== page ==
What are the Key Ingredients of a Project Plan?

The right plan is half the project battle won. In order to be a successful project manager, you will not only need to account for all ingredients from the get go but also prioritize wisely, choose multiple approaches and set the right expectations. The parameters of the right plan, in addition to helping you reach your objectives also lets you deliver quality and cherish the project’s journey.

A project plan accounts for multiple factors from the very beginning. Right from ensuring the right alignment of people, projects and information to understanding the limitations of your team and their capabilities, the plan is a lot more significant than a to-do list is. What we need to understand as managers is the fact that the plan, besides telling you ‘what to do’ also tells you ‘how to’ do it . So here’s a closer look at the must-haves of a project plan.

Strategic Alignment

A project has to fit multiple parameters from the overall long-term objectives of a program or portfolio it is part of, to the goals that it was designed to fulfill on its own. This strategic alignment, besides bucketing the revenue and the benefits must also take into account the innovation, the technology and the brand value that the project is building towards. Strategic alignment, overall, factors in the outcomes and determines whether or not it is worthwhile to progress with a certain project, adding onto feasibility studies and giving stakeholders the right tick marks to look for. Please note that the budget, financials and revenue details can take a separate unit or sit within the alignment and scope sections.

Scope

The next step would be to take account of the scope in terms of inclusions, goals and objectives as well as the length and breadth of the project. It is usually preferred that project managers spend enough time understanding the scope in its entirety and minimize scope ambiguity so that when execution begins, all stakeholders are well informed and the expectations set are straight forward. Reworking is nobody’s dream. Thus, the scope is one of the most critical documents of the project’s documentation and can as much as be a guardian of goals when stakeholders’ expectations are not met. 

Risk assessment

Risk assessment is a multi-tiered aspect. It should begin first by identifying the risk appetite of the program or portfolio that a project is part of and pause to assess whether or not a particular project comes within the chosen category. Thereon, risks that can affect the success of the project, the outcomes of project failure and more importantly, the steps that can be taken as contingency measures must be outlined. These steps help you draw a safety net and help keep decision-makers informed at all times. It is worthwhile to note that managers benefit at this stage by having a thorough assessment and ample documentation as opposed to a superficial one.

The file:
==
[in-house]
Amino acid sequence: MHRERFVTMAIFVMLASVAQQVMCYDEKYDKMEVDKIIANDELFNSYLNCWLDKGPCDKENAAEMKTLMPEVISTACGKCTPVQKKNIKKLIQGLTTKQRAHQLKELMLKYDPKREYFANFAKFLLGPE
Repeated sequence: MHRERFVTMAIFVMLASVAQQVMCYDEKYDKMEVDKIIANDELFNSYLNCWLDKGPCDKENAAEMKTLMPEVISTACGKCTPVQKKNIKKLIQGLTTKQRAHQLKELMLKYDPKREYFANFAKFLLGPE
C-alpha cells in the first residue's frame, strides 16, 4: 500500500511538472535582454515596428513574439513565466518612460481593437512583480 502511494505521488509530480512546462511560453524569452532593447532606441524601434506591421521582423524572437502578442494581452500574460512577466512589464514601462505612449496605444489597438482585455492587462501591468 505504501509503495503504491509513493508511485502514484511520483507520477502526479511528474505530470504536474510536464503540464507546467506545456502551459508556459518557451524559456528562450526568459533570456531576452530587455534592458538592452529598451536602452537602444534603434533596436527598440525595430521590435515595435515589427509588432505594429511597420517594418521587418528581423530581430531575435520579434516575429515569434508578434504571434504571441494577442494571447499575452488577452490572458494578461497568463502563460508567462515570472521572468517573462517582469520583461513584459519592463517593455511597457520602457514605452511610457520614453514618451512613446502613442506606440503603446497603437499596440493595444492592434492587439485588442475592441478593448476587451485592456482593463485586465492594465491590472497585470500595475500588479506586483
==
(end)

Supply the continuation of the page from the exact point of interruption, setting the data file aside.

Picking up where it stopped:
Resource Allocation

Optimized allocation of human resources onto projects ensures that projects are staffed well enough to stay on track and at the same time resources are fully utilized at all times. In other words, cost-effective, skill-based allocations not only save time but also ensure that costs are not exceeded beyond the designated budgets. Effective resource management also challenges staff in right proportion and associates it with a science, that balances overall utilization and mitigates unproductive cycles of hiring and firing.

Schedule

Whether nitty-gritty scheduling belongs to the plan or to the execution is an ongoing argument that experts seem to have. Regardless, it does not hurt to have broad themes and blocks of time dedicated towards populating the calendars of the concerned team. This way, you can be assured of their availability as well as provide internal stakeholders with ample time to get prepared in accordance with the nature of the tasks. Schedule also forms the basis of the deadlines you can present to the decision-makers.

Limitations

Even with your best efforts, a project may not be able to take off the way you want it to, due to multiple factors including external ones. So having a stock of the limitations you may face or those that are inherently present in the project environment is crucial to managing expectations. In addition, limitations can help minimize risks and give context to potential failure. Listing down the limitations of a project, as teams at times fear, is not a list of the negative attributes alone. It is, instead, a realistic account of the different factors that influence and complete the project. Over the course of the project, a list of limitations will be yet another safety net that complements your risk registry.

Those of you who are specially starting out as project managers and looking for the perfect recipe to create a foolproof plan, remember that a plan after all needs intuitive customization as per your project environment. These changes need to be sensitive to the needs that your management and your resources have. Prioritise timely communication and clarity over volume of the plan made. In due time, you will see that your plans have attained the maturity you always wanted in them.

 

Aakash Gupta

Aakash Gupta

Resource management subject matter expert at Saviom Software with over 7 years’ experience, Aakash Gupta champions for scientific resource management with publications on best practices and tools. You can reach him through LinkedIn

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